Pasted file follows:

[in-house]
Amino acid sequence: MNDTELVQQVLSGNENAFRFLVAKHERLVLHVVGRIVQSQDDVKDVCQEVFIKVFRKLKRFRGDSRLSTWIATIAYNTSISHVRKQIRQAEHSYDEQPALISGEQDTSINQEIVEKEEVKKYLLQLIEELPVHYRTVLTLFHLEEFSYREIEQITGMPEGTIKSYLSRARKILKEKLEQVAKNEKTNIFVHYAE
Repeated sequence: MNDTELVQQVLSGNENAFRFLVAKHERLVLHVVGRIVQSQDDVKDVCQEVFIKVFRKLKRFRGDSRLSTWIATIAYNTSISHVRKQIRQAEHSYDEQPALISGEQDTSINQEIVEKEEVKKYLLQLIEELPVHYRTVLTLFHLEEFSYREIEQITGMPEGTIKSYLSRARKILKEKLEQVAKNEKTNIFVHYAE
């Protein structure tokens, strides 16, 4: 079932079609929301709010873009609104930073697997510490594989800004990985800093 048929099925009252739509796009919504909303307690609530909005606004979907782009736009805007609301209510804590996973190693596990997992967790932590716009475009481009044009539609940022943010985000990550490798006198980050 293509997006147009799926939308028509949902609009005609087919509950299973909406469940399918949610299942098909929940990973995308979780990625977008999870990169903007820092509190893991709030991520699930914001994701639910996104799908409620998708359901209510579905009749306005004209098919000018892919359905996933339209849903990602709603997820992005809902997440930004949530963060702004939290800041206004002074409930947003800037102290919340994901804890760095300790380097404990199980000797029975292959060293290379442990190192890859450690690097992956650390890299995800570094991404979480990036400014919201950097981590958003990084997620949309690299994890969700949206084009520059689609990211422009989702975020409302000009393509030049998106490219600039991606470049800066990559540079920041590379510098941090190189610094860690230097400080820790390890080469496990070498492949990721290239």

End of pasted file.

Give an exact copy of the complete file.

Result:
[in-house]
Amino acid sequence: MNDTELVQQVLSGNENAFRFLVAKHERLVLHVVGRIVQSQDDVKDVCQEVFIKVFRKLKRFRGDSRLSTWIATIAYNTSISHVRKQIRQAEHSYDEQPALISGEQDTSINQEIVEKEEVKKYLLQLIEELPVHYRTVLTLFHLEEFSYREIEQITGMPEGTIKSYLSRARKILKEKLEQVAKNEKTNIFVHYAE
Repeated sequence: MNDTELVQQVLSGNENAFRFLVAKHERLVLHVVGRIVQSQDDVKDVCQEVFIKVFRKLKRFRGDSRLSTWIATIAYNTSISHVRKQIRQAEHSYDEQPALISGEQDTSINQEIVEKEEVKKYLLQLIEELPVHYRTVLTLFHLEEFSYREIEQITGMPEGTIKSYLSRARKILKEKLEQVAKNEKTNIFVHYAE
């Protein structure tokens, strides 16, 4: 079932079609929301709010873009609104930073697997510490594989800004990985800093 048929099925009252739509796009919504909303307690609530909005606004979907782009736009805007609301209510804590996973190693596990997992967790932590716009475009481009044009539609940022943010985000990550490798006198980050 293509997006147009799926939308028509949902609009005609087919509950299973909406469940399918949610299942098909929940990973995308979780990625977008999870990169903007820092509190893991709030991520699930914001994701639910996104799908409620998708359901209510579905009749306005004209098919000018892919359905996933339209849903990602709603997820992005809902997440930004949530963060702004939290800041206004002074409930947003800037102290919340994901804890760095300790380097404990199980000797029975292959060293290379442990190192890859450690690097992956650390890299995800570094991404979480990036400014919201950097981590958003990084997620949309690299994890969700949206084009520059689609990211422009989702975020409302000009393509030049998106490219600039991606470049800066990559540079920041590379510098941090190189610094860690230097400080820790390890080469496990070498492949990721290239």